Researchers from Washington University in St. Louis have discovered only 3.4% are aware of the links between low levels of exercise and increased risk of cancer
While it is generally well known that regular exercise can help reduce or prevent a multitude of physical and mental health problems including heart disease, strokes, and type 2 diabetes, a new study published in the Journal of Health Communications has reported that respondents were largely unaware of that insufficient levels of exercise can contribute to an increased risk of certain types of cancer such as breast and colon.
Researchers from Washington University in St. Louis surveyed a diverse sample of over 1,100 participants, in hopes of identifying which types of diseases the general public believe are caused by insufficient levels of exercise. Researchers randomly selected answers from 351 participants and examined their answer to an open-ended question asking what illnesses are caused by insufficient physical activity.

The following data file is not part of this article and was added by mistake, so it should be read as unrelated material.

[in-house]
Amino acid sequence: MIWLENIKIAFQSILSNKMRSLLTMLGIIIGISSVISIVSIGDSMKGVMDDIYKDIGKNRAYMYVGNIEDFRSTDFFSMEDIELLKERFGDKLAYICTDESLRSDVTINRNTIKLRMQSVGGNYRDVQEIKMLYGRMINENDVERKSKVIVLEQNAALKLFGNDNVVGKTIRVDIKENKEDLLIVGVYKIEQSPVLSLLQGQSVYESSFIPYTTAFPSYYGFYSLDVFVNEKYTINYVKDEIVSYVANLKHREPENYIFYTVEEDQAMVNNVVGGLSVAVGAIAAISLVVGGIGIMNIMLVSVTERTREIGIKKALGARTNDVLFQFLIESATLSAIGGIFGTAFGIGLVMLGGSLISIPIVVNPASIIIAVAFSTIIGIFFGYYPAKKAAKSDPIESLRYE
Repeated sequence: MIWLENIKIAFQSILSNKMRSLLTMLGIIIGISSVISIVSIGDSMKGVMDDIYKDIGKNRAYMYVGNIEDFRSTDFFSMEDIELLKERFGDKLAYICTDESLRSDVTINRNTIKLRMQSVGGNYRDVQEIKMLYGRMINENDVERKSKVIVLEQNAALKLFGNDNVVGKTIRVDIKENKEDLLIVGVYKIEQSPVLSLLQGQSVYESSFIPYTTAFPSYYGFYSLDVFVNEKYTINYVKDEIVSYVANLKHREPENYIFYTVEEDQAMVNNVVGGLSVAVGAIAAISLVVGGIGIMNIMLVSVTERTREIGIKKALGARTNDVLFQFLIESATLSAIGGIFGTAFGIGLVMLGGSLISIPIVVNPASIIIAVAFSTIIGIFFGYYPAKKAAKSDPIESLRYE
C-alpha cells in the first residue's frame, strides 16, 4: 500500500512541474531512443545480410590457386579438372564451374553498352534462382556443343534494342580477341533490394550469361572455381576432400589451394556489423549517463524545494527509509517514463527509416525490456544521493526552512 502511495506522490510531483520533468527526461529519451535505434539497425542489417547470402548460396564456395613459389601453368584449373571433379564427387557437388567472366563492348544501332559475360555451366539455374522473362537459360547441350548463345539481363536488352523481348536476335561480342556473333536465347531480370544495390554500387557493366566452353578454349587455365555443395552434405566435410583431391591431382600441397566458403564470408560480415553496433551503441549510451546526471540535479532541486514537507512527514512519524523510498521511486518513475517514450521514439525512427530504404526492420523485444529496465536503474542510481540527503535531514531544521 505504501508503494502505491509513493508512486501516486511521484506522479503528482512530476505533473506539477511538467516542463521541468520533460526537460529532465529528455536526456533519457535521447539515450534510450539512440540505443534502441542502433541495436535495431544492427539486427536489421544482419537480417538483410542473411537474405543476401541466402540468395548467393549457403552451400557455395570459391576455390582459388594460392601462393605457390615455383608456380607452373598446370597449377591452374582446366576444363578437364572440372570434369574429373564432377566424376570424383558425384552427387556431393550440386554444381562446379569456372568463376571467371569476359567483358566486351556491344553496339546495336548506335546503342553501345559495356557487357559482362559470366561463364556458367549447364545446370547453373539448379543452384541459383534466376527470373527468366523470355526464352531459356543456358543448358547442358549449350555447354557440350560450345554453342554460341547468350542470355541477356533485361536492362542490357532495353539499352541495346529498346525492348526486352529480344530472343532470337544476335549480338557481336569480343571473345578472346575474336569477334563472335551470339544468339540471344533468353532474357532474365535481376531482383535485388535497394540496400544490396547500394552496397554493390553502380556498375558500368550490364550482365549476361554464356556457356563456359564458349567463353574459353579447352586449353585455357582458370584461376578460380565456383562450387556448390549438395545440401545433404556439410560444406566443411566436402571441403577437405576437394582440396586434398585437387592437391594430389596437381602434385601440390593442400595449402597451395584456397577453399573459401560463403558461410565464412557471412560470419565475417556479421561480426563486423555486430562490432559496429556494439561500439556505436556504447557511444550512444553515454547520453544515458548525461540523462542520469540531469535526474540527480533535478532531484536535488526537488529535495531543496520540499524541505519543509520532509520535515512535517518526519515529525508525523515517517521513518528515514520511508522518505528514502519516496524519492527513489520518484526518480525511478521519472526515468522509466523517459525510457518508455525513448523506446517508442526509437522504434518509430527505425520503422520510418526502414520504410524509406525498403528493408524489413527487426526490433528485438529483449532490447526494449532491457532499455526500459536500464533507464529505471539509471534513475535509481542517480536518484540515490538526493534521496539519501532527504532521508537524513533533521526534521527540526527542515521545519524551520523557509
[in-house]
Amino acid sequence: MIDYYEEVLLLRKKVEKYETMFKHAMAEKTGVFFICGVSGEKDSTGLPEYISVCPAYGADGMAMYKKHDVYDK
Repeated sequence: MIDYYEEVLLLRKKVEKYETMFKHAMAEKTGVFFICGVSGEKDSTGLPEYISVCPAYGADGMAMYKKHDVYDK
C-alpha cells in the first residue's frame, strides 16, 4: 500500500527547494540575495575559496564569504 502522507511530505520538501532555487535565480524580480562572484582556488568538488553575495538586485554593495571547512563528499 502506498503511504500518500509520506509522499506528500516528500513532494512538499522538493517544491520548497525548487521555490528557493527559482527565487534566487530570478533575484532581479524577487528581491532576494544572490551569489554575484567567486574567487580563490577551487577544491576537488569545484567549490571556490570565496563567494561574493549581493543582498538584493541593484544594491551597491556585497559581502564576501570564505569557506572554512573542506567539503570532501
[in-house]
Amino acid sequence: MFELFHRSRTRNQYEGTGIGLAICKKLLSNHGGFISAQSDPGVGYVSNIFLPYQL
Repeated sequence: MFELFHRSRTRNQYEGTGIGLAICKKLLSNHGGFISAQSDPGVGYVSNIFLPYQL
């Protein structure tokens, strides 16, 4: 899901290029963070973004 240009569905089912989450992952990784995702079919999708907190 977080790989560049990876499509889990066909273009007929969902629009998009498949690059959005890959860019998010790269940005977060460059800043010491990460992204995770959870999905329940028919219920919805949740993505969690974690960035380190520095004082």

While awareness around the increased risk of cardiovascular (63.5%) and metabolic (65.8%) problems was high, just 3.6% of respondents associated insufficient exercise with an increased risk of cancer. The researchers have suggested that the imbalance of public knowledge could be due to a wider focus from health campaigns, associating increased physical activity with the benefits of a healthier heart or weight loss.
The authors went on to suggest the public may better understand the associated risks between insufficient exercise and cancer with an increased focus on the links through public health campaigns.
Erika Waters, lead author of the study and Associate Professor of Surgery at Washington University in St. Louis commented: “People might be more likely to exercise if they understand just how important physical activity is to their overall health – not just their heart health.”
The authors went on to reiterate that further studies to better understand public attitudes and knowledge of the health risks from inadequate levels of exercise should be undertaken to confirm (or challenge) these findings.
The NHS recommends adults should be physically active every day, aiming to achieve at least 150 minutes of physical activity across the week to remain healthy. Regular physical activity can lower the risk of:
- Osteoarthritis by up to 83%
- Type 2 diabetes by up to 50%
- Colon cancer by up to 50%
- Coronary heart disease and stroke by up to 35%
- Early death by up to 30%
- Depression by up to 30%
- Dementia by 30%
- Breast cancer by up to 20%